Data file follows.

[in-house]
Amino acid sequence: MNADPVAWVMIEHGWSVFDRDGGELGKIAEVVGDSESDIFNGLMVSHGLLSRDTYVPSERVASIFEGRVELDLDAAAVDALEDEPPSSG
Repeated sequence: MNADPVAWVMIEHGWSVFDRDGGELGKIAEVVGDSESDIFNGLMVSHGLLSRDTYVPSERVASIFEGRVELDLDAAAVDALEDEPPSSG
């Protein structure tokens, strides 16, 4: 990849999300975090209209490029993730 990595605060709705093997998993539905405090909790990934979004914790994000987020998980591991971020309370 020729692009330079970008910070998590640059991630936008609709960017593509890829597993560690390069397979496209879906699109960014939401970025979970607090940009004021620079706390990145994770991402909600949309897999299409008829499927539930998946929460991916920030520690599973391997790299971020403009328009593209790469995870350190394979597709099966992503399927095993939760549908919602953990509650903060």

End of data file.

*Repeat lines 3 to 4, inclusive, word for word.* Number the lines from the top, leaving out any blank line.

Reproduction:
Repeated sequence: MNADPVAWVMIEHGWSVFDRDGGELGKIAEVVGDSESDIFNGLMVSHGLLSRDTYVPSERVASIFEGRVELDLDAAAVDALEDEPPSSG
């Protein structure tokens, strides 16, 4: 990849999300975090209209490029993730 990595605060709705093997998993539905405090909790990934979004914790994000987020998980591991971020309370 020729692009330079970008910070998590640059991630936008609709960017593509890829597993560690390069397979496209879906699109960014939401970025979970607090940009004021620079706390990145994770991402909600949309897999299409008829499927539930998946929460991916920030520690599973391997790299971020403009328009593209790469995870350190394979597709099966992503399927095993939760549908919602953990509650903060």